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- A great white flesh nectarine for low chill, mild winter climates. The fruit is large with smooth red skin. The flesh is firm and juicy when ripe with a delicious sweet flavor. Enjoy pink Spring blossoms, followed by nice ...
- Prunus persica var. nucipersica The Arctic Star White Nectarine is a heavy producing tree and incredibly delicious. The fruits have a white flesh that is very sweet and juicy. A great low chill variety for mild Winter climates. The tree blossoms with bea...
- Prunus persica var. nucipersica The Fantasia Nectarine is a very delicious, sweet, tangy, and juicy yellow flesh nectarine. The skin is smooth, yellow with a red blush. Large size freestone firm fruit. Trees produce young and heavy in warm Winter climate...
- Prunus persica var. nucipersica A great quality nectarine with red skin and yellow flesh. Great tasting with a balanced sugar and sour flavor. An easy to grow freestone nectarine tree. A popular variety for mild Winter climates. The fruits ripen in the l...
- A very unique donut-shape, flat nectarine. An amazing white flesh fruit that has very sweet, juicy, and tasty flesh. The Sauzee King Nectarine has smooth skin that is reddish in color over bits of yellow. Harvest fruit in ...
- Prunus persica var. nucipersica A sweet and juicy, white flesh freestone nectarine. It is a very delicious variety. Red color, smooth texture skin with yellow spots. Beautiful pink Spring blossoms, and early summer fruits. Low Chill. 250 Hours. Self-frui...
- A nectarine dominant hybrid with plum. The Spice Zee Nectaplum has surprising pleasing flavor. A somewhat acidic, spicy sweet taste and very juicy. An attractive upright tree with a great flush of Spring time blossoms and ...
Nectarine trees are deciduous that have beautiful pink spring blossoms. Water once a week once they leaf out and flower in the Spring. Nectarines are ripe and ready for harvest in the Summer. Nectarine trees have long green leaves and dark brown branches. Nectarine fruit is oblong shapes with smooth reddish skin.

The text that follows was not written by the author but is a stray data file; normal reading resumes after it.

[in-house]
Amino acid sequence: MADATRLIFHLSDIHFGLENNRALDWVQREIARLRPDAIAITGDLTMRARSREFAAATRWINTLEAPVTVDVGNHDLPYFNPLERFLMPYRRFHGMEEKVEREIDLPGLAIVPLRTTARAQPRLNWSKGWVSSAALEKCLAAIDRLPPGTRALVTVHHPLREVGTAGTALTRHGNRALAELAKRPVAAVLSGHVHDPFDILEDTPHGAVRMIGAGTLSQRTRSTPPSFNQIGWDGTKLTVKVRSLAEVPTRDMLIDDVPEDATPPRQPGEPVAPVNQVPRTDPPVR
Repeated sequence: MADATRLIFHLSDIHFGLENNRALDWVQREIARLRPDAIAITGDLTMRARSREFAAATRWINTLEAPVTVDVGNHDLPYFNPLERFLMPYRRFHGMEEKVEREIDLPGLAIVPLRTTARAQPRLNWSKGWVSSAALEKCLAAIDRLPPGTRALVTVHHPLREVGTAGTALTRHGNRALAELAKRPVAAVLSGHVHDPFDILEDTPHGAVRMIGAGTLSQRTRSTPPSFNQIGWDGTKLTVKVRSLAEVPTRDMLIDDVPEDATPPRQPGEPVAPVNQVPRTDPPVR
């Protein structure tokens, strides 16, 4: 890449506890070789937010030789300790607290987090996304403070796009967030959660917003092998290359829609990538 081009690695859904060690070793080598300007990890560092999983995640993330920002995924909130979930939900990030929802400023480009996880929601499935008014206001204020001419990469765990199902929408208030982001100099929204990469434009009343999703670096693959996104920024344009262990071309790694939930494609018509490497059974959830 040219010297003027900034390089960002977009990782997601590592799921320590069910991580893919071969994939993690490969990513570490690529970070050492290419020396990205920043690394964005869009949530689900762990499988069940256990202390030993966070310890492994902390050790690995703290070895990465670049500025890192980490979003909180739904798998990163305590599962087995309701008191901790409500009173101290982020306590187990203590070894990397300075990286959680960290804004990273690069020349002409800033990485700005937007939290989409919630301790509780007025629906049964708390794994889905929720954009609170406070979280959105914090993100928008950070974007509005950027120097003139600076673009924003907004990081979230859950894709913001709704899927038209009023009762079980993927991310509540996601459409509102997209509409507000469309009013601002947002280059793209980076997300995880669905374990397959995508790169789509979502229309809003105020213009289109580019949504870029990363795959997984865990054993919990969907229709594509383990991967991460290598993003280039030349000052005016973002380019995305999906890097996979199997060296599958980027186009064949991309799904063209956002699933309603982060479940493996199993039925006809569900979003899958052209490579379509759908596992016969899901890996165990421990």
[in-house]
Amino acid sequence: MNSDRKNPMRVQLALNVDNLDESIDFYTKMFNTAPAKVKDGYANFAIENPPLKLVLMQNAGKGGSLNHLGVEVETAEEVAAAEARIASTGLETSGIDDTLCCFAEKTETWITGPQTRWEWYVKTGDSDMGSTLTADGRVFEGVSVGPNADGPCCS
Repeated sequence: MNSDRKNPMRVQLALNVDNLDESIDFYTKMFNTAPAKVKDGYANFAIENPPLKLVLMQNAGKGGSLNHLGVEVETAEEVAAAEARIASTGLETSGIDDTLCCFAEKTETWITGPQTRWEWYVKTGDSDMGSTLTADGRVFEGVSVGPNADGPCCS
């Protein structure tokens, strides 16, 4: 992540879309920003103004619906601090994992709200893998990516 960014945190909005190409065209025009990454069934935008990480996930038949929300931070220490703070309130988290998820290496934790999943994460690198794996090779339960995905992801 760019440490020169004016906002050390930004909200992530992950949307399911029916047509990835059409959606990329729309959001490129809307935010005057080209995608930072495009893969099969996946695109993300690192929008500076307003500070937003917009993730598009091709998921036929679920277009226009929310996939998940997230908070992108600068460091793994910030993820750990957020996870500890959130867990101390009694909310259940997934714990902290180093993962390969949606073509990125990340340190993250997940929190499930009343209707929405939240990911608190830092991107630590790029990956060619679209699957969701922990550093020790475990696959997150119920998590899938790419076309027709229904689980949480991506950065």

Plant Care Information
How To Water - Frequency and Duration to Irrigate
Newly planted trees should be watered regularly to establish well. The frequency of irrigation and quantity of water mainly depends on the season of the year, soil type, and size/age of the tree.
Frequency to water
Discontinue watering in the Winter while the tree is dormant.
Begin to water weekly as the tree breaks bud and leafs out in the Spring.
Increase the frequency of water to twice per week in the Spring.
Water 2-3 times per week during the hot Summer months.
Reduce irrigation frequency to 1-2 times per week in the Fall.
Stop watering your tree in the Winter while it is dormant.
You may need to water sandy soils more frequently but less quantity because of sand’s lower water holding capacity.
Water Duration – Quantity of water
Drip System – 30- 60 minutes
Sprinkler – 15 – 25 minutes
PVC Bubbler – 5 – 7 minutes
Hose – Flood the trees watering well until the soil surrounding the tree’s roots reaches field capacity.
Fertilizer and Plant Nutrition
Fruit trees and edible plants need nutrients to grow. This is called fertilizer and it comes in different forms. Use organic manure, bone meal, blood meal, and humus based fertilizers. Apply fertilizers like manure along with a bone meal, humus based phosphorus fertilizer (1-2-2) NPK ratio in the late Winter, right before spring growth. Reapply with organic high nitrogen (2-1-1) or fertilizers with a 1-1-1 NPK as directed by the label during the Spring and Summer growing season. Do not fertilize in the Fall, new growth at this time will be thin, lanky, and weak.
Winter Pruning and Summer Thinning
Prune fruit trees in the Winter to maintain size and shape to prepare for Spring growth. Thin the tree in the Summer, and remove excess fruits. Remove any dry twigs and branches. Cut off any new growth below the graft or very low in the tree, this will direct the plant’s energy to its main branches. Thin your trees during the Spring and Summer seasons to ensure the plant’s energy is directed as desired. If the plant provides an overly large quantity of fruits for that branch, reduce the quantity of fruit so that what remains grows larger. This will also prevent broken limbs. Harvest ripe fruit to prevent undesired pests.
Harvesting and Pest Management
The basics of integrated pest management is cleanliness and the use of a combination of methods. This means we use an organic pesticide when the pest population reaches a threshold that requires action. Horticultural oils such as Neem oil is an organic pesticide that controls tiny, soft bodied insects. Use organic Bordeaux and Liqui-cop to manage fungus causing diseases such as powdery mildew, rust, and leaf-curls.
Keep a clean environment, free of weeds and dropped fruit that host insects or attract animals. Harvest when fruit reaches size and store indoors. Use repellants and bird netting to protect your harvest from other animals.